Hokies Give the Pirates A Hosing at the Garden
Defense Keys Romp Over Seton Hall: Virginia Tech 80, Seton Hall 61

By Adam Kilgore
Washington Post Staff Writer
Friday, December 22, 2006

NEW YORK, Dec. 21 -- Coach Seth Greenberg locked himself in his office, alone with all five game tapes from the season to that point. Virginia Tech had lost two of three games at a Thanksgiving weekend tournament in Orlando, and Greenberg was going to find out why.

After reviewing each game, Greenberg realized he had made a mistake. He had installed a new defense in the preseason that relied on jumping into passing lanes, but he overestimated his team's athleticism, something that became evident when he watched the tape of his team's losses to Western Michigan and Southern Illinois.

So Greenberg implemented a new defense, one that has righted the Hokies' season and led Virginia Tech to an 80-61 pummeling of Seton Hall on Thursday night at Madison Square Garden, its fifth victory in six games. The Hokies caused 21 turnovers, made 16 steals and blocked 12 shots against the overmatched Pirates, who went scoreless for a stretch of 7 minutes 56 seconds in the second half.

"We felt like they couldn't do nothing to stop us," junior Deron Washington said. "We felt like we were in the zone. We were denying everything, knocking down every open shot. We were just in the zone."

Greenberg pinpointed this game before the season for the cachet it could bring the program. It was a nationally televised game (albeit on ESPNU) in basketball's most famous arena and the opening act for a game between No. 22 Gonzaga and No. 6 Duke. While the atmosphere didn't match Greenberg's ideal vision -- about 1,000 fans dotted the cavernous Garden at tip-off, causing the coach to compare it to a morgue -- the result did.

"This is the home of college basketball," said Greenberg, who grew up on Long Island. "I got a kick out of all the Holiday Festival [basketball tournament] banners. I used to come in on the train and watch that with my dad."

Before the game, senior guard Jamon Gordon asked Greenberg if he could address the team. It was an odd request from Gordon, a player who usually avoids the spotlight.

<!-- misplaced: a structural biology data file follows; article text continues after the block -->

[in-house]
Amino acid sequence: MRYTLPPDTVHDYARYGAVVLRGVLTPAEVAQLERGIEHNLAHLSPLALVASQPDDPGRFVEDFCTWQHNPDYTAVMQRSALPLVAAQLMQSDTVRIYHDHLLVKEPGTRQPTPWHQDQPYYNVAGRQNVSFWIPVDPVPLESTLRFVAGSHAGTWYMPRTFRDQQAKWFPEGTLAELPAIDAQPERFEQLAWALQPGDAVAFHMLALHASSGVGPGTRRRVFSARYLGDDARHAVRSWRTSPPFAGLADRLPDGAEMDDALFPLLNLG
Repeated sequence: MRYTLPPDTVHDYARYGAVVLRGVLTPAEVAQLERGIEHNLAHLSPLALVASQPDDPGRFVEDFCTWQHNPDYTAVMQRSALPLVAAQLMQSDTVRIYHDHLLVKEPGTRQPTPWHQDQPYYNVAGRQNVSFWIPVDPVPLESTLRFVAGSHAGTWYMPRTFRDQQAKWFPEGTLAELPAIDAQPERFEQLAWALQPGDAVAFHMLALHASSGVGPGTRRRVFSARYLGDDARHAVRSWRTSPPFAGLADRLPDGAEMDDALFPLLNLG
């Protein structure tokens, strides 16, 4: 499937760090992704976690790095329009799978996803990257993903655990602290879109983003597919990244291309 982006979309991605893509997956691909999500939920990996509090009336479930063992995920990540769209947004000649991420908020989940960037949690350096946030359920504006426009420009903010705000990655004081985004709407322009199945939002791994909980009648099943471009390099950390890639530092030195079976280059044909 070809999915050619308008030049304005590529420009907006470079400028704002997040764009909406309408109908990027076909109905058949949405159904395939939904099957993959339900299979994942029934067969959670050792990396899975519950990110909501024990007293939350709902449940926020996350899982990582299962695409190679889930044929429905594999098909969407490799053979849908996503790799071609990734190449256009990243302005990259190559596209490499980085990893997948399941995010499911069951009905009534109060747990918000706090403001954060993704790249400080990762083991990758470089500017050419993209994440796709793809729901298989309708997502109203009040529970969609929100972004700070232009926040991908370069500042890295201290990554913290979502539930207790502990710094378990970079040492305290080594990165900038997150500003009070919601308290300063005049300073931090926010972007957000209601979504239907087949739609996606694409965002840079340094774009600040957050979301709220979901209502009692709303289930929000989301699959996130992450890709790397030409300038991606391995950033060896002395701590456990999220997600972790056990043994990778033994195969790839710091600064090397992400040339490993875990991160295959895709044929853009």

"I did it because these games right here are the games we always tend to lose," Gordon said. "We just had to come out strong, especially since it was in the Garden."

Gordon backed it up, scoring 22 points and registering seven steals, vaulting him to the top 10 in the country in steals per game with 3.1. The Hokies (8-3) bolted to an 11-1 lead, with Gordon scoring seven points in the first three minutes to surpass 1,000 for his career.

"If I talk, I show up," Gordon said.

The Hokies followed with defense, which keyed a 20-0 run in the second half. The Pirates didn't score from the 17:08 mark until 9:12 remained and saw their deficit grow from four to 60-36. Earlier in the season, Greenberg's defense dared teams to penetrate and the Hokies played gaps. Now, they deny penetration and play in front of teams, closing lanes before they open and challenge shots.

The charge Thursday night was led by Washington, a 6-foot-7 forward-guard with spring-loaded legs and arms that stretch like rubber. He menaced Seton Hall (6-2) all night on defense, blocking four shots and making four steals. With his length, he pestered Seton Hall's ballhandlers at the top of the key, but he also roamed under the hoop and guarded the basket on help defense, looking for blocks.

Washington did just that with 15:26 left in the second half, igniting Virginia Tech's offense. He blocked a shot 20 feet away from the basket, which started a one-man fast break when Gordon grabbed the loose ball and cruised to the basket, converted a layup and got fouled for a three-point play. After another defensive stop and breakout, Gordon slammed the ball over Brian Laing, causing the Hokies' bench to erupt.

Meanwhile, first-year coach Bobby Gonzalez, who is prone to histrionics, pleaded with his team, the officials -- anyone who would listen -- to make the pounding stop. He watched the Pirates shoot 27.7 percent, a new low for a team that had only one loss (which was to unheralded Fairleigh Dickinson).

Still, the game counts as a road win against a Big East team, the type of win that Virginia Tech narrowly has failed to achieve so often. So as Gordon headed back into the locker room, he allowed himself another outburst.

"That's a big win, fellas," Gordon yelped as he sauntered into the Hokies' locker room. "That's big right there."

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